The history of Brooklyn contains many stories of resilience and reinvention and Hurricane Sandy adds another chapter to that account. Brooklyn has come out in force to help this recovery and Brooklyn Historical Society is committed to doing its part by making sure there is a thorough and publicly available collection of material that will document the preparations, response, and recovery efforts.
Soon after Sandy made landfall, Brooklyn History began using email and social media to collect photographs. Our November Photo of the Week series featured “before and after” photo essays about areas impacted by the storm. We have a Storify page where you can see some of these photos, and you can still contribute: tweet photos to @brooklynhistory or using the hashtags #brooklynphotos and #sandy, or email us at firstname.lastname@example.org, with “Sandy” in the subject line.
Throughout the fall, BHS has turned its efforts to more systematic documentation of the storm. Journalists sometimes refer to their work as the first rough draft of history. I think of the archive’s work coming just behind the news cycle to collect the information that writers and researchers will need to write the second, third, and thirty-fourth drafts of our history. To that end, we have started up collecting efforts in several areas. Some of these projects are already in progress, although the most intense work will happen in the first months of 2013, and some will go on for a few years:
- Dozens of compelling photos are being collected and nearly a hundred reports, articles, maps, and other publications have been tagged for ingest into a digital archive.
- We’re meeting with grass-roots and community-based relief agencies , with the goal of making the records of their work accessible through BHS. We are also indexing or seeking copies of records from government agencies and NGOs to facilitate future research.
- Field projects will document people’s individual experiences and the impact on the built environment, through partnership with some great professional associations of historians, writers, architects, and urban planners.
A fundamental part of our business in the Library and Archives is collecting the artifacts and documents of the past, but there is a growing importance and urgency to collecting the present. Our Sandy documentation project is serving as an important field test of the best ways to do systematic documentation in the moment. Disasters are an obvious example of the when and why of this kind of collecting, but many other major events could fall into this category, political demonstrations or major urban development projects, for example.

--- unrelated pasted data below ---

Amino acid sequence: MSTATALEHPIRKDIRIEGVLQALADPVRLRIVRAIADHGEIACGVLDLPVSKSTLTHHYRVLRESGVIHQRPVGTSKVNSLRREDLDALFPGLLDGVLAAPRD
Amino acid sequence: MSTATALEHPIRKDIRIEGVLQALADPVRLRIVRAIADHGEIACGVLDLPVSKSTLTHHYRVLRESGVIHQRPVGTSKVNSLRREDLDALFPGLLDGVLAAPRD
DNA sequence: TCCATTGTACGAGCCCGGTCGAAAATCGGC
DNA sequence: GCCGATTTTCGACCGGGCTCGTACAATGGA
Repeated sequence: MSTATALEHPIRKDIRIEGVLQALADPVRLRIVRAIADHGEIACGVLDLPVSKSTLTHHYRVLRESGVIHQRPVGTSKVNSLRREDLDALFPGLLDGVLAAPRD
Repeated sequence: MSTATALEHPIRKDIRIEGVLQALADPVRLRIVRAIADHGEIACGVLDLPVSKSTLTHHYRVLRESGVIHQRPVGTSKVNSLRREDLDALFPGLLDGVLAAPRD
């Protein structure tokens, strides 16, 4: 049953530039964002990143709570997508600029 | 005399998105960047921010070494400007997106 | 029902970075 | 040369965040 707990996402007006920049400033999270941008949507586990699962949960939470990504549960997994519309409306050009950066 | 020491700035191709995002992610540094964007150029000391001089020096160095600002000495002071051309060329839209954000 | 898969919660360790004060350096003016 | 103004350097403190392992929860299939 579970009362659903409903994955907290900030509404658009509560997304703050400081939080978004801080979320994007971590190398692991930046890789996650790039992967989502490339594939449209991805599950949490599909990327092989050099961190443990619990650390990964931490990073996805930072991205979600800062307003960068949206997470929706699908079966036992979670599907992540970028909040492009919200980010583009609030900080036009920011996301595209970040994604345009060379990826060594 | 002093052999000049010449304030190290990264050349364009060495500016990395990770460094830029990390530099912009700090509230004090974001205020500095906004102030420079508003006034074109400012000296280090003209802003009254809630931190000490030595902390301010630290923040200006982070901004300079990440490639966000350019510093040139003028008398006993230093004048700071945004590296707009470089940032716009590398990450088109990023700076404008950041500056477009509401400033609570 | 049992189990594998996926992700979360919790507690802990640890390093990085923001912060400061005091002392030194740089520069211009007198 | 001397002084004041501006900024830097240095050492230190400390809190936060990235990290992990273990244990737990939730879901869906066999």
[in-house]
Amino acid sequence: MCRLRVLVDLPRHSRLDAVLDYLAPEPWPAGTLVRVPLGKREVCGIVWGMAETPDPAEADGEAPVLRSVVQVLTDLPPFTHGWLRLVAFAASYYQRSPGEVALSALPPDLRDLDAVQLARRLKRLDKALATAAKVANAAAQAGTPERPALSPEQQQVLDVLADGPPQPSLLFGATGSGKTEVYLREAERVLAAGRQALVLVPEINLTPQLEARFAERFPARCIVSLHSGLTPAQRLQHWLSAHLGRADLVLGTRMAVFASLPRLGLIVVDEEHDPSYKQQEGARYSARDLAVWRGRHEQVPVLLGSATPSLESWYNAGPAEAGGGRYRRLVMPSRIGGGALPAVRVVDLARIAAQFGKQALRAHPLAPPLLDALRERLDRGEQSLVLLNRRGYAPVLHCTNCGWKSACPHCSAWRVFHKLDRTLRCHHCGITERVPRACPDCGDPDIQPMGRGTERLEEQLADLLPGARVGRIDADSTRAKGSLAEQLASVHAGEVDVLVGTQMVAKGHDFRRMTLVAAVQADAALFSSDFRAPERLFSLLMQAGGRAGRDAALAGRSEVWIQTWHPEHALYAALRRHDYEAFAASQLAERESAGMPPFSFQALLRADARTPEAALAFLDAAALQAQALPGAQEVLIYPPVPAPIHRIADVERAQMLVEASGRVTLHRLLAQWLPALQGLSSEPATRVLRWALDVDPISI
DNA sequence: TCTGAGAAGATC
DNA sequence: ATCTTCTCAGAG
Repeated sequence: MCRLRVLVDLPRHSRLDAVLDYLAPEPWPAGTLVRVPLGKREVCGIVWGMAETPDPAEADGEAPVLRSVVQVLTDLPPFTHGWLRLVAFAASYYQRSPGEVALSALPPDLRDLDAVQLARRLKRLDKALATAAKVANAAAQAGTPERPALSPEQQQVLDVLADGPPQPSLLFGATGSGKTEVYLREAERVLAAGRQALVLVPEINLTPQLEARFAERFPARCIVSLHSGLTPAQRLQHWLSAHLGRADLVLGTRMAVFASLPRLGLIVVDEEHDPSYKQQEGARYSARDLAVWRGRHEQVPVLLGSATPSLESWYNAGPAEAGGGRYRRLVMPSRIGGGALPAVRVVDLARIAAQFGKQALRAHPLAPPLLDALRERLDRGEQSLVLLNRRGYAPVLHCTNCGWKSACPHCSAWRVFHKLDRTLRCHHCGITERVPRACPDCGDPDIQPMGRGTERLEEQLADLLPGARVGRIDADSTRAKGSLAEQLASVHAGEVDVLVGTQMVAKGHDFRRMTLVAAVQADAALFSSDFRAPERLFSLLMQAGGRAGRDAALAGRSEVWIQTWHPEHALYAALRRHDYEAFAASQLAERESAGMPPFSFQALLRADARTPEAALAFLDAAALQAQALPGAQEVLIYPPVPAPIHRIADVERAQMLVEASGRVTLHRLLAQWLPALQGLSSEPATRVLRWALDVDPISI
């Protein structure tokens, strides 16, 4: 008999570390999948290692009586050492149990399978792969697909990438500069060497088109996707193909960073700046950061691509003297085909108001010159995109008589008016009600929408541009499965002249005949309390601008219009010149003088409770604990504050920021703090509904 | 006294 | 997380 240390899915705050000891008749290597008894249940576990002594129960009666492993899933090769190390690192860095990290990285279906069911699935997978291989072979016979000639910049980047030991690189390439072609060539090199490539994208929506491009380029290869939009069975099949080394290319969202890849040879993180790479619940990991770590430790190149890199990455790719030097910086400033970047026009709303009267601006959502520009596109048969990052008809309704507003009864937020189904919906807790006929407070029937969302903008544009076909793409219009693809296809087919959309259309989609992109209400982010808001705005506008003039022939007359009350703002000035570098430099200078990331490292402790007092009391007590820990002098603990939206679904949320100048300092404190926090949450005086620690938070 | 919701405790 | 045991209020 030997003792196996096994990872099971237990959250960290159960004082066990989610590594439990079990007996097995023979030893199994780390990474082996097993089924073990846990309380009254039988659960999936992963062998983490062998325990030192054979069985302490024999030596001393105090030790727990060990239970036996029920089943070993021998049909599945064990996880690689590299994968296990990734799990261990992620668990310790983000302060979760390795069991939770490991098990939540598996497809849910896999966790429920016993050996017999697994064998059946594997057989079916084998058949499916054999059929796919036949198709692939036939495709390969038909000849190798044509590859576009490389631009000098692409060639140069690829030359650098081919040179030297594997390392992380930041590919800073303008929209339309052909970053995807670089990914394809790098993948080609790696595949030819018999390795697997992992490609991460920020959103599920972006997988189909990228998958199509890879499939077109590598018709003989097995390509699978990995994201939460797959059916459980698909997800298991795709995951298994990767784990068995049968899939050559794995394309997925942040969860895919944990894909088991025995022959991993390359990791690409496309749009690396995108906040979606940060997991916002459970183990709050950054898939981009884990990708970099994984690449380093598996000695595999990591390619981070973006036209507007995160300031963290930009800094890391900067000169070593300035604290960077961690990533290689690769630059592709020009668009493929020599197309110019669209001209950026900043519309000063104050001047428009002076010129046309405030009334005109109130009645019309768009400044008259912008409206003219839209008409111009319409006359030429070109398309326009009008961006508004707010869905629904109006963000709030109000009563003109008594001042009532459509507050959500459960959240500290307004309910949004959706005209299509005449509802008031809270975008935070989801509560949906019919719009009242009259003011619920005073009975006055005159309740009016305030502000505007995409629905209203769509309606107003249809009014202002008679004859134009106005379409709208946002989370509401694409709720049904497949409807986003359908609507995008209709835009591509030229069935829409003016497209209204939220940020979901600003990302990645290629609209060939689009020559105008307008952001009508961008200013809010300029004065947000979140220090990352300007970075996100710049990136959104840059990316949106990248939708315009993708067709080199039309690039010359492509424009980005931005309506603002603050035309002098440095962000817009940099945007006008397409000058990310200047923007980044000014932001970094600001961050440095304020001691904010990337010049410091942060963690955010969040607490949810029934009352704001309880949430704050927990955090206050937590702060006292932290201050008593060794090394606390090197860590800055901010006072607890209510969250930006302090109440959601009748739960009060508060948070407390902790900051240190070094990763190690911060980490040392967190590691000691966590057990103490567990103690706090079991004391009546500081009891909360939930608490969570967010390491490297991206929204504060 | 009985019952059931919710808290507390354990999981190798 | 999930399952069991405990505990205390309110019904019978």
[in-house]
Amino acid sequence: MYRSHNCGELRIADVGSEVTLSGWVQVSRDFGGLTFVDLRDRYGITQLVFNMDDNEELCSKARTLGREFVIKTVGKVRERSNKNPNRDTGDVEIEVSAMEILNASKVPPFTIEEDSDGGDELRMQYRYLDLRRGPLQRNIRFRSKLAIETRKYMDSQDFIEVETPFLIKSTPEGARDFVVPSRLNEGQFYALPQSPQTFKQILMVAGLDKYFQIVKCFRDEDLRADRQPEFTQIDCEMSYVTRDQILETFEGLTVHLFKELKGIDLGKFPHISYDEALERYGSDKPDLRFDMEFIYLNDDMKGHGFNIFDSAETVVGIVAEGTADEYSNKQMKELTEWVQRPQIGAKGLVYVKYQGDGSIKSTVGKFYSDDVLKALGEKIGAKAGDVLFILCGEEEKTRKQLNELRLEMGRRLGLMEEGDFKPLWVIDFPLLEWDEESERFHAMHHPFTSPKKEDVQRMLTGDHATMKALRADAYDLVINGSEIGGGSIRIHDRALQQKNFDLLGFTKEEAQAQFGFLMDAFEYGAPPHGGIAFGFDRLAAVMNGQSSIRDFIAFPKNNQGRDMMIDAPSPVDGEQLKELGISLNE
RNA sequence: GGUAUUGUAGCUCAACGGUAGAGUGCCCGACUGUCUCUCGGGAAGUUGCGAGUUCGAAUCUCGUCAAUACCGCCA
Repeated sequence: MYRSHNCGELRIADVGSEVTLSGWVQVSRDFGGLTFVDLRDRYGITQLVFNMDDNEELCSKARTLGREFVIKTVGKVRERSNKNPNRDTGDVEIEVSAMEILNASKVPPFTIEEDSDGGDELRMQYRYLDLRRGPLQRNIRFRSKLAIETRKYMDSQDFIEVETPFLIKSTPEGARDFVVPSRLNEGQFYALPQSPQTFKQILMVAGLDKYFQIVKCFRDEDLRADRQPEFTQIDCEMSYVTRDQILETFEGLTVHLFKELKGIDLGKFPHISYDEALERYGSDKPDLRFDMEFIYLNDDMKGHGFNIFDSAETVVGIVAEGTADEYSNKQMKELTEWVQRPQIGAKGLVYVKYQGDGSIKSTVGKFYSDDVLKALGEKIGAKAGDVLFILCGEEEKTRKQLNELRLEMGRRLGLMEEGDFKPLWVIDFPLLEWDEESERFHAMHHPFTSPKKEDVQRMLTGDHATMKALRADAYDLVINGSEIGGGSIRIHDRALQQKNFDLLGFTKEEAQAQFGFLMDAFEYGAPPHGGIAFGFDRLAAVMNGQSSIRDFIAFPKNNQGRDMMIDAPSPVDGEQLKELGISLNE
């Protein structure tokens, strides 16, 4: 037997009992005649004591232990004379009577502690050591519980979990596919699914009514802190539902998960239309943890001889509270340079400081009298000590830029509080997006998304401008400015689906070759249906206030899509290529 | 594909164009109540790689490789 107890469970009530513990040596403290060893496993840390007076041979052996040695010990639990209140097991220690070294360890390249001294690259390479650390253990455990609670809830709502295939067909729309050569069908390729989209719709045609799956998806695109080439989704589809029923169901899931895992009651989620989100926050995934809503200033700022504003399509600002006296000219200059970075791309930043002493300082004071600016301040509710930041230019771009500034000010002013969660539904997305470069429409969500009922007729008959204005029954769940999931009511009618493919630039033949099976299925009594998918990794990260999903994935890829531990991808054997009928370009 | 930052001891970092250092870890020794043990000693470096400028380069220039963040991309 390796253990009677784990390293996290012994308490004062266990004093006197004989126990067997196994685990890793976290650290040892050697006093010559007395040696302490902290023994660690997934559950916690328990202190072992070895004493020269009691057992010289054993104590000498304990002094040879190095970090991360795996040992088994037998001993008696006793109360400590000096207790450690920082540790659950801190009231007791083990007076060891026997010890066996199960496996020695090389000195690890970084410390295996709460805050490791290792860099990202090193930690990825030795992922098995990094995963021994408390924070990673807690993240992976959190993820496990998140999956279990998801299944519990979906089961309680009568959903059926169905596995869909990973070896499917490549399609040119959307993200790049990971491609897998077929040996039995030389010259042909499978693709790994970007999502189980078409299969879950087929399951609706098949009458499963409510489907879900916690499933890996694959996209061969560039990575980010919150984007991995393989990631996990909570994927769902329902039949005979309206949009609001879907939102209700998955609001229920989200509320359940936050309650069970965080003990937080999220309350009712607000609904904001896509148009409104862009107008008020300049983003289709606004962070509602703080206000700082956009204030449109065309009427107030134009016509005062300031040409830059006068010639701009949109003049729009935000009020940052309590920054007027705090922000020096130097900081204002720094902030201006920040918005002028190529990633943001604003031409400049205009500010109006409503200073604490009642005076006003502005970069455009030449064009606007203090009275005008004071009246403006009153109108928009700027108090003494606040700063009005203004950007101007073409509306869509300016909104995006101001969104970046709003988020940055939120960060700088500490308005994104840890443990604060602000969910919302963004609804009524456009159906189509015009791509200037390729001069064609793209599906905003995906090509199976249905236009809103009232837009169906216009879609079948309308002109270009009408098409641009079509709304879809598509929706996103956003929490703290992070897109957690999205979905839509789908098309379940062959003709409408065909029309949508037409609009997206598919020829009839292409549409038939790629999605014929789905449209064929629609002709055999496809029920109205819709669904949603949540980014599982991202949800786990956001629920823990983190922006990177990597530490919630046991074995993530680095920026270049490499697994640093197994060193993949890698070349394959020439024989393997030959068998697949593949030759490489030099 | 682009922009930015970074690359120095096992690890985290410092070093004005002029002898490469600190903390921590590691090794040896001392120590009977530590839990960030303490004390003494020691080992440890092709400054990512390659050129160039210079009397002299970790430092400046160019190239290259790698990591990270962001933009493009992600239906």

Outside of newsworthy events, present-tense collecting becomes more important as more records are born digital and have entirely digital lifecycles. We cannot assume that those records will be waiting for us a year from now, let alone a generation into the future, out in the attic or off in the warehouse. Indeed, the Sandy archive will be our most substantial born-digital project to date.
As our Sandy documentation project develops, there is tremendous potential for exhibits, research, and programming around this growing archive, which should be a natural complement to our research efforts on the waterfront, community building, urban planning, and public policy. In the next week, we will finish planning our partnerships with several agencies that will help carry this project forward, and I look forward to bringing you that news, along with information about how you can help.
As always, what I most look forward to is seeing you here in the Othmer Library: for research, for simple enjoying of the cool and quiet, and in the near future, for a couple good public policy throw-downs about the lessons learned from Hurricane Sandy.Leah Loscutoff, an archivist who oversees BHS’s CHART digitization projects, took this photo at Norton Records. Leah spent several days working with the staff and volunteers to salvage Norton’s collections. Collections were moved from their flooded warehouse in Red Hook to their Prospect Heights office, where this photo was taken, the week after Sandy. The storm had a terrible impact on independent publishers and record labels, artists and their studio spaces, and individual collectors. You can learn more about Norton Records and their recovery story at their site, http://www.nortonrecords.com/.